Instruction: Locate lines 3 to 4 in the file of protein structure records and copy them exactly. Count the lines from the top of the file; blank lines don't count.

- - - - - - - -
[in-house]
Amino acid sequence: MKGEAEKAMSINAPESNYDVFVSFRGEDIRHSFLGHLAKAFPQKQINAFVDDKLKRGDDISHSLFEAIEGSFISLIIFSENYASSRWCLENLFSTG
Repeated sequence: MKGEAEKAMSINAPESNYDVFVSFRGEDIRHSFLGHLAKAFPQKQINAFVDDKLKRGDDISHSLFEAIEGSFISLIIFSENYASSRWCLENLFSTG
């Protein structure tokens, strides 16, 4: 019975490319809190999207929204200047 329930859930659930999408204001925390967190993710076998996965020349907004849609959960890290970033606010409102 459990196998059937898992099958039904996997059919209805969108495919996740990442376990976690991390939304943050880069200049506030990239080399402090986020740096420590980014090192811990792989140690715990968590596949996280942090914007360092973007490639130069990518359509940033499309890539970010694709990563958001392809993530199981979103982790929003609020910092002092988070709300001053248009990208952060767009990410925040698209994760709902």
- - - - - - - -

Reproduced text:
Repeated sequence: MKGEAEKAMSINAPESNYDVFVSFRGEDIRHSFLGHLAKAFPQKQINAFVDDKLKRGDDISHSLFEAIEGSFISLIIFSENYASSRWCLENLFSTG
């Protein structure tokens, strides 16, 4: 019975490319809190999207929204200047 329930859930659930999408204001925390967190993710076998996965020349907004849609959960890290970033606010409102 459990196998059937898992099958039904996997059919209805969108495919996740990442376990976690991390939304943050880069200049506030990239080399402090986020740096420590980014090192811990792989140690715990968590596949996280942090914007360092973007490639130069990518359509940033499309890539970010694709990563958001392809993530199981979103982790929003609020910092002092988070709300001053248009990208952060767009990410925040698209994760709902």